While the Bay Area shifts between indian summer and the threat of autumn rains; Future Twin is keeping the sunny season here with the premiere of “Sara” as part of the San Francisco band's Summer Single Series. Not your father or mother's “Hey Joe”; Jean Jeanie, Antonio Roman-Alcalá, DK and William Cotton follow up the self-described 'moongayze' of “Summer Song” with empowering boulder crusher “Sara” that Jeanie attributes as a testament to the strength of heroes Yukako Ezoe, Nora Roman, Megan Wilson, Ivy McClelland and Marlo Longley. With recording courtesy of Andrew Fried and Hillary Ellis, mixing provided by Exray's mixologist supreme Jon Bernson and mastering from Mike Wells we get to hear another s evolution from one of SF's newest revolutionary groups that continues their rise by crafting their sounds in the styles and concepts of proactive cues from the electric bass heart beat of the the streets toward projected future. Jeanie explains:
“This song, “Sara” is the second in Future Twin's “Summer Single Series” celebrating San Francisco's Indian Summer. It is about the “every woman” as Sara is a popular name and there are umpteen songs written about Saras, so we've added one of our own in an updated fashion. A lot of other Sara songs are about a sweet girl, often love songs, etc. This song is about the everywoman's disillusionment with the status quo and her explorations about other alternatives, how to deal with the growing hopelessness inherent in modern day life, how she wants to run away from it all, but to where? Everyone always says you can't run away from your problems, and I personally also believe in this. But I also believe in fighting back against oppression.
Sometimes it seems that one can utilize their anger in a more positive way, by channeling it to create more change, to stand up for your ideals. So, this song is a sort of homage to the everywoman's ability to fight for her rights. It is a conceptual call to arms. On a personal note, I just received an eviction notice from 2 brothers that just moved to the city and bought our house, then served us an eviction 2 days later. This could be something I run from. But instead I am choosing to stay and FIGHT BACK. Also, the line about dismay, is a nod to not getting too emotional when fighting for things you deeply care about, but rather being collected and strategic, as that bolsters one's credibility. And since women are often categorized as being “emotional,” (*for the record, I don't think women are more emotional than men, but rather that women have been conditioned to show their emotions; that it is more socially acceptable. Whereas men are socially conditioned to not show emotions), this is a direct call to them to keep their wits about them and to stand up together. I am fortunate to have been inspired by strong women like Yukako Ezoe, Nora Roman, Megan Wilson, Ivy McClelland and Marlo Longley. Would love to give these ladies a shout out!! They are all local to the Bay and doing amazing work.”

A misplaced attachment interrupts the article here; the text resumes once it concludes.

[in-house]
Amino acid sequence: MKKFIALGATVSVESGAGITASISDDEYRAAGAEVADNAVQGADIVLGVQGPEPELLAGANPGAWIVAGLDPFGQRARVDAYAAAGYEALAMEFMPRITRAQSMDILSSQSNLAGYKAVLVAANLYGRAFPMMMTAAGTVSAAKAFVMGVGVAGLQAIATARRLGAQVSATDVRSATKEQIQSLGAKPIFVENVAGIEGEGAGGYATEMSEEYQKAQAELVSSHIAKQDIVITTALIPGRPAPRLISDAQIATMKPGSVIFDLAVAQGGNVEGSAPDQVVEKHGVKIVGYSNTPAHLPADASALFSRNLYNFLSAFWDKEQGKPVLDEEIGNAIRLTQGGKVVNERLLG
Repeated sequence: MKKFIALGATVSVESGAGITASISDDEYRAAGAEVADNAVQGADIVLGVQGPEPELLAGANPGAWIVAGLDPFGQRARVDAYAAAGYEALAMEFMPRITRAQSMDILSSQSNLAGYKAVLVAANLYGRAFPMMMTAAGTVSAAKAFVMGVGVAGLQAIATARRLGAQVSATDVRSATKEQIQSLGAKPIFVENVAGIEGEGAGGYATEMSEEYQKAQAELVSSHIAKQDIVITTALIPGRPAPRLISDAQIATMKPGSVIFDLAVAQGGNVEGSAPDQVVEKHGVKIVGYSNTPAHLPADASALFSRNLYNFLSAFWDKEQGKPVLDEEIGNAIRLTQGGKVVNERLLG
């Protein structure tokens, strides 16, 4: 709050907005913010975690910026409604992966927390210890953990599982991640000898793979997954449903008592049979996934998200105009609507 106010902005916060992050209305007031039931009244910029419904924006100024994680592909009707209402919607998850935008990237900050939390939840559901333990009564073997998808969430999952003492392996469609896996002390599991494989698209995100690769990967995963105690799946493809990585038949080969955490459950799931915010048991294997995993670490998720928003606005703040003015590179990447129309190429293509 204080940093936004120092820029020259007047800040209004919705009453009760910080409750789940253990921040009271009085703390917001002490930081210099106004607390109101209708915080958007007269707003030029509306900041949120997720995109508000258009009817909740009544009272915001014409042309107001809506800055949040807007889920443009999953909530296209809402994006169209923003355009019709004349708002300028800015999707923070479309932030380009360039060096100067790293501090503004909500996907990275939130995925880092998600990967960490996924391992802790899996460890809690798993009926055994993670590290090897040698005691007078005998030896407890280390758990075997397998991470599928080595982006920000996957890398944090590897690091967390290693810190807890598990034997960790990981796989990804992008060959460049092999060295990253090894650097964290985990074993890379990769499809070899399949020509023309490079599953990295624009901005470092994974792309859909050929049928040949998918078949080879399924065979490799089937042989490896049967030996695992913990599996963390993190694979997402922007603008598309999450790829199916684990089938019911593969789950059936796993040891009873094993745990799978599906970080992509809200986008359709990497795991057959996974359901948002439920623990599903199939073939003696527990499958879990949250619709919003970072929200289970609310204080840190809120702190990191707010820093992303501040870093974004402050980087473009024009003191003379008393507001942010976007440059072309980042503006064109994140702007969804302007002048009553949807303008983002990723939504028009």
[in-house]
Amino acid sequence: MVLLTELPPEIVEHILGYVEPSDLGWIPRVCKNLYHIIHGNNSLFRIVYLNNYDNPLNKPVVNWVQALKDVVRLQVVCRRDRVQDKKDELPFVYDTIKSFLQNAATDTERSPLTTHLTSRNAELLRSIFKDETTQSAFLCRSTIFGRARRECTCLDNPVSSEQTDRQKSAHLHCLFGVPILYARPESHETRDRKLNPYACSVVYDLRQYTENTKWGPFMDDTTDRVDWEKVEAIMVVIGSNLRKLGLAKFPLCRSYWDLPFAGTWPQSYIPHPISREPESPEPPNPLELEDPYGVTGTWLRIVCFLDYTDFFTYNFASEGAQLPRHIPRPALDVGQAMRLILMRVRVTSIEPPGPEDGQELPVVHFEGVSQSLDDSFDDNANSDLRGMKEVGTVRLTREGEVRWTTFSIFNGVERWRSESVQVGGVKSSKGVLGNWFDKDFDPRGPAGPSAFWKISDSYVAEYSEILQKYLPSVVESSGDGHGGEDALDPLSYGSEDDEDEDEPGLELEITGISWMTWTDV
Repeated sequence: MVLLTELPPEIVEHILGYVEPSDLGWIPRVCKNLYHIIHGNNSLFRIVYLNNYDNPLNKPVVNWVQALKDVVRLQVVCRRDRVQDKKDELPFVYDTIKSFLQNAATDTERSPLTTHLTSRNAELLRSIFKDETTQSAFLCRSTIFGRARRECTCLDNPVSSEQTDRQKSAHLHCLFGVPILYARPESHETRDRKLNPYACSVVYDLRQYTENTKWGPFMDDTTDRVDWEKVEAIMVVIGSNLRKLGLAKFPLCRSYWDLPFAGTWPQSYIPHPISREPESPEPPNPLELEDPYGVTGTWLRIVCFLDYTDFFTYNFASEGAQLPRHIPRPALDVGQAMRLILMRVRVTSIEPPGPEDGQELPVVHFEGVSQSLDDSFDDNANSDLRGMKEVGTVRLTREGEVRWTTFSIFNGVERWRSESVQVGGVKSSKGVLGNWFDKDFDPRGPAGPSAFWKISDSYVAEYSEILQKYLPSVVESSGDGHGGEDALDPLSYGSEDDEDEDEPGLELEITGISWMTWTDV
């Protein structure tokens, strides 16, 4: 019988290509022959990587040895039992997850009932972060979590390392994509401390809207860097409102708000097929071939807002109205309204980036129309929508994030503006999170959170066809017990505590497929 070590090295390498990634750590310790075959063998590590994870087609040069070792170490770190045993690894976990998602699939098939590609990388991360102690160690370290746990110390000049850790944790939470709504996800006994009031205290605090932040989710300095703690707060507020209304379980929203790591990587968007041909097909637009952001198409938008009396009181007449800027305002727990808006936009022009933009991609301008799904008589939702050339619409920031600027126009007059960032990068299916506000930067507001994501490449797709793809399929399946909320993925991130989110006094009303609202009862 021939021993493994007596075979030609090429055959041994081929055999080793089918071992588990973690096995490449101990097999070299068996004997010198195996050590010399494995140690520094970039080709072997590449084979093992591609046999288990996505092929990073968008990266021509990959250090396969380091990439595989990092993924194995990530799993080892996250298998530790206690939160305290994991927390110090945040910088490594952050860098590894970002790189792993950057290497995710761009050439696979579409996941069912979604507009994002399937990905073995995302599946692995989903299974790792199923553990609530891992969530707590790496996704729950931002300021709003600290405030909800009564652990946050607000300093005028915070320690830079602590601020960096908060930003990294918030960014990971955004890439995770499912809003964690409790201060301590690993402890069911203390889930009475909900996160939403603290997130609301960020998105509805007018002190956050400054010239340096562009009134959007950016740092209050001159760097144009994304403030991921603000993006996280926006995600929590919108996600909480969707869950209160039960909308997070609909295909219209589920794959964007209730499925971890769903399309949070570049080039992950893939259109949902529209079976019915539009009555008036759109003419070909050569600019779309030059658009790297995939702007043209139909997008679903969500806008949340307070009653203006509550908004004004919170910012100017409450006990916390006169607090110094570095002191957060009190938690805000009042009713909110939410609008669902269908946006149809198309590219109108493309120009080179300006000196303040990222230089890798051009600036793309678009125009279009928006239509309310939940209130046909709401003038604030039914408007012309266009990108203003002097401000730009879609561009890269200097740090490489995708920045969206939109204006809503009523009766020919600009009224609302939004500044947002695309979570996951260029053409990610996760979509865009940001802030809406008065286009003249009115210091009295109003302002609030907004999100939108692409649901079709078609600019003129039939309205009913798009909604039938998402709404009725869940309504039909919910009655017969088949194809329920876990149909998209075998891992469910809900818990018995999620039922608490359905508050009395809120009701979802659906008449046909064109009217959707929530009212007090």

The lyrics are:
Where you gonna go with that gun in your hand?
I know all these people, all these things
you cannot stand.
Are you gonna jump into the fray?
All of your emotion?
All of your dismay?
Written and performed by Future Twin: Jean Jeanie, Antonio Roman-Alcalá, DK and William Cotton
Recorded by: Andrew Fried and Hillary Ellis of Ex'pression College
Mixed by: Jon Bernson of Exray's
Mastered by: Mike Wells